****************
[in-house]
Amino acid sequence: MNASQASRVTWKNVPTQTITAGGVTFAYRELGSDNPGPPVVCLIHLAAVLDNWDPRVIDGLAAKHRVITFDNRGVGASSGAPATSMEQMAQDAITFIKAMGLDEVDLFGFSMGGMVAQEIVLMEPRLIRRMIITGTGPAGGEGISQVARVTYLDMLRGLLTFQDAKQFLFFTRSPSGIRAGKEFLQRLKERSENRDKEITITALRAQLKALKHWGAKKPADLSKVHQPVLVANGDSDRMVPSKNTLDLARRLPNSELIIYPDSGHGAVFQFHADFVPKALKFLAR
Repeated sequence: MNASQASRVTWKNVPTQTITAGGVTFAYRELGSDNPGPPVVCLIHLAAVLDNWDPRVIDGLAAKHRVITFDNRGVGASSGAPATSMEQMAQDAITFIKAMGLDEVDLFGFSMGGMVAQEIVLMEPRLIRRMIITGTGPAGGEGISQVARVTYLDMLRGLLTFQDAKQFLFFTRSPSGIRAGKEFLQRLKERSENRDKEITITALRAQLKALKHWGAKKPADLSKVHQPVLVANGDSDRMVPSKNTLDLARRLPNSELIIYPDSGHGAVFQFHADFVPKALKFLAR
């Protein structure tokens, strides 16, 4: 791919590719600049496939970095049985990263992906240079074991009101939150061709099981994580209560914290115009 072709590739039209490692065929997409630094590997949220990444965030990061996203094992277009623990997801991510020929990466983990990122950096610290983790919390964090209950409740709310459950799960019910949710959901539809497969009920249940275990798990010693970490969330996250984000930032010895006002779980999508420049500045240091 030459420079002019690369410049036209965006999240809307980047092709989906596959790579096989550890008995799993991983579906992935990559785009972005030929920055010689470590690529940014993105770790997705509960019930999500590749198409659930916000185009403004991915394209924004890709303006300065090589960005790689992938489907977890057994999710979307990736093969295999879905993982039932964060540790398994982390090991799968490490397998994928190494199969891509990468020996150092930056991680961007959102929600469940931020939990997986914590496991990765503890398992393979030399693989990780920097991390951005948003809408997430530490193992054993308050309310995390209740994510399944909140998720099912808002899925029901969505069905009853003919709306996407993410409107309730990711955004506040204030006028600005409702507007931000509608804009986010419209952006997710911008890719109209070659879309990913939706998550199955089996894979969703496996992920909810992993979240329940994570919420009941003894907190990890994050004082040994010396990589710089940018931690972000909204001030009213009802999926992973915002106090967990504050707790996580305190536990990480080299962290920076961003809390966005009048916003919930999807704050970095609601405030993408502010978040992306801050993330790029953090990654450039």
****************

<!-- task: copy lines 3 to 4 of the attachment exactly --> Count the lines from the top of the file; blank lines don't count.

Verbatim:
Repeated sequence: MNASQASRVTWKNVPTQTITAGGVTFAYRELGSDNPGPPVVCLIHLAAVLDNWDPRVIDGLAAKHRVITFDNRGVGASSGAPATSMEQMAQDAITFIKAMGLDEVDLFGFSMGGMVAQEIVLMEPRLIRRMIITGTGPAGGEGISQVARVTYLDMLRGLLTFQDAKQFLFFTRSPSGIRAGKEFLQRLKERSENRDKEITITALRAQLKALKHWGAKKPADLSKVHQPVLVANGDSDRMVPSKNTLDLARRLPNSELIIYPDSGHGAVFQFHADFVPKALKFLAR
């Protein structure tokens, strides 16, 4: 791919590719600049496939970095049985990263992906240079074991009101939150061709099981994580209560914290115009 072709590739039209490692065929997409630094590997949220990444965030990061996203094992277009623990997801991510020929990466983990990122950096610290983790919390964090209950409740709310459950799960019910949710959901539809497969009920249940275990798990010693970490969330996250984000930032010895006002779980999508420049500045240091 030459420079002019690369410049036209965006999240809307980047092709989906596959790579096989550890008995799993991983579906992935990559785009972005030929920055010689470590690529940014993105770790997705509960019930999500590749198409659930916000185009403004991915394209924004890709303006300065090589960005790689992938489907977890057994999710979307990736093969295999879905993982039932964060540790398994982390090991799968490490397998994928190494199969891509990468020996150092930056991680961007959102929600469940931020939990997986914590496991990765503890398992393979030399693989990780920097991390951005948003809408997430530490193992054993308050309310995390209740994510399944909140998720099912808002899925029901969505069905009853003919709306996407993410409107309730990711955004506040204030006028600005409702507007931000509608804009986010419209952006997710911008890719109209070659879309990913939706998550199955089996894979969703496996992920909810992993979240329940994570919420009941003894907190990890994050004082040994010396990589710089940018931690972000909204001030009213009802999926992973915002106090967990504050707790996580305190536990990480080299962290920076961003809390966005009048916003919930999807704050970095609601405030993408502010978040992306801050993330790029953090990654450039």